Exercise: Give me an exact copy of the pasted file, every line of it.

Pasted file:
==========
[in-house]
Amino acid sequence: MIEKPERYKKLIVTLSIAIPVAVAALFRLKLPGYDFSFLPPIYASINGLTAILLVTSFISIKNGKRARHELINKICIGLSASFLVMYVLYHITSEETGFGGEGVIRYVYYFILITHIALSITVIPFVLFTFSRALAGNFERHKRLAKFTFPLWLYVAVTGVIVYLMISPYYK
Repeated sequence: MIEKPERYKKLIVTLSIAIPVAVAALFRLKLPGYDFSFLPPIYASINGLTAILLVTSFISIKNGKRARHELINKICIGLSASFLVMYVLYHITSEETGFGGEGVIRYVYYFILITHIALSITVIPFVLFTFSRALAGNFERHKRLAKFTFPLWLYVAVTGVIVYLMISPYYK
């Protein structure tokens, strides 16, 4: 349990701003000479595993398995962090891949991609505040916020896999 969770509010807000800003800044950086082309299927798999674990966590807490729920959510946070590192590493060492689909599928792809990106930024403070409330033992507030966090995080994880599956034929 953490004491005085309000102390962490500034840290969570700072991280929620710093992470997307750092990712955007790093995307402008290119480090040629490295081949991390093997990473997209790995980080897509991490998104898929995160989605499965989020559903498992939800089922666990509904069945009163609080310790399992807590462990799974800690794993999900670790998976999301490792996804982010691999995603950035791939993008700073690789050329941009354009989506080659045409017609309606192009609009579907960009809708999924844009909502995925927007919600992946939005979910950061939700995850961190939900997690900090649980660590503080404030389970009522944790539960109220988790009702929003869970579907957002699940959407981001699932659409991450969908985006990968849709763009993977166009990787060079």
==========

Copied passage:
[in-house]
Amino acid sequence: MIEKPERYKKLIVTLSIAIPVAVAALFRLKLPGYDFSFLPPIYASINGLTAILLVTSFISIKNGKRARHELINKICIGLSASFLVMYVLYHITSEETGFGGEGVIRYVYYFILITHIALSITVIPFVLFTFSRALAGNFERHKRLAKFTFPLWLYVAVTGVIVYLMISPYYK
Repeated sequence: MIEKPERYKKLIVTLSIAIPVAVAALFRLKLPGYDFSFLPPIYASINGLTAILLVTSFISIKNGKRARHELINKICIGLSASFLVMYVLYHITSEETGFGGEGVIRYVYYFILITHIALSITVIPFVLFTFSRALAGNFERHKRLAKFTFPLWLYVAVTGVIVYLMISPYYK
């Protein structure tokens, strides 16, 4: 349990701003000479595993398995962090891949991609505040916020896999 969770509010807000800003800044950086082309299927798999674990966590807490729920959510946070590192590493060492689909599928792809990106930024403070409330033992507030966090995080994880599956034929 953490004491005085309000102390962490500034840290969570700072991280929620710093992470997307750092990712955007790093995307402008290119480090040629490295081949991390093997990473997209790995980080897509991490998104898929995160989605499965989020559903498992939800089922666990509904069945009163609080310790399992807590462990799974800690794993999900670790998976999301490792996804982010691999995603950035791939993008700073690789050329941009354009989506080659045409017609309606192009609009579907960009809708999924844009909502995925927007919600992946939005979910950061939700995850961190939900997690900090649980660590503080404030389970009522944790539960109220988790009702929003869970579907957002699940959407981001699932659409991450969908985006990968849709763009993977166009990787060079």